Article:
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Pope Offers Cure for Depression and Fatigue

Santa Marta Homily Based on Numbers 21: 4-9

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Pope Francis recommended looking at the crucifix as the cure when people are depressed or tired, according to the Vatican News report of his March 20, 2018, homily at Mass at Casa Santa Marta in the Vatican.
The Holy Father cited the story in Numbers 21:4-9:

The Bronze Snake

4They traveled from Mount Hor along the route to the Red Sea,c to go around Edom. But the people grew impatient on the way; 5they spoke against God and against Moses, and said, “Why have you brought us up out of Egypt to die in the wilderness? There is no bread! There is no water! And we detest this miserable food!”

6Then the Lord sent venomous snakes among them; they bit the people and many Israelites died. 7The people came to Moses and said, “We sinned when we spoke against the Lord and against you. Pray that the Lord will take the snakes away from us.” So Moses prayed for the people.

8The Lord said to Moses, “Make a snake and put it up on a pole; anyone who is bitten can look at it and live.” 9So Moses made a bronze snake and put it up on a pole. Then when anyone was bitten by a snake and looked at the bronze snake, they lived

The Pope noted how the people became frustrated by the long journey, lost hope, complained and suffered the bites of serpents.  The serpents are an external system of poisoned hearts.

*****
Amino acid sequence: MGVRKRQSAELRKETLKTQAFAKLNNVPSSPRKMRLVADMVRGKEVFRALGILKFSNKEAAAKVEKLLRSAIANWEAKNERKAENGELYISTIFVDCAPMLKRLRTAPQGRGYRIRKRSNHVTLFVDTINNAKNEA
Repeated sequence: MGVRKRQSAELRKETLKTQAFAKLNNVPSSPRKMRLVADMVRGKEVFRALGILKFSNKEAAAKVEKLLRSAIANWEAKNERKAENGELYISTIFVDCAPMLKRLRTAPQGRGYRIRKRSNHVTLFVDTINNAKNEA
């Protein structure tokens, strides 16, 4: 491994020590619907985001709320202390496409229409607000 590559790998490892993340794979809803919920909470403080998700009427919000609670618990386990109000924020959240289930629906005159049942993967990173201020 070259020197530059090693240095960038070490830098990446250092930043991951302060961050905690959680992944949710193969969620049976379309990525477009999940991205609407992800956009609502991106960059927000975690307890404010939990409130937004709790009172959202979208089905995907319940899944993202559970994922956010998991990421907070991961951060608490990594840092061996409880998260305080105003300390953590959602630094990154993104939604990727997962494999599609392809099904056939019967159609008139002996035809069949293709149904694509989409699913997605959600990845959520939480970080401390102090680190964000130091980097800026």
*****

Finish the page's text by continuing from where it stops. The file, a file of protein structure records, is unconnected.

But the people could be saved by gazing on the serpent Moses made and placed on a pole. And what was its power?
“It was prophetic: it was the figure of Christ on the cross,” Pope Francis said. “By looking only at their own strength, they forgot the Lord’s strength, which had liberated them from 400 years of slavery.”
The Holy Father drew the analogy: “And here is the key to our salvation, the key for having patience on the journey of life, the key to overcome our deserts: looking at the Crucifix.” Like the people in the deserve healed by looking at the serpent, we can be healed by Jesus and his wounds, “for by those wounds we have been healed.”

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Jim Fair

Jim Fair is a husband, father, grandfather, writer, and communications consultant. He also likes playing the piano and fishing. He writes from the Chicago area.

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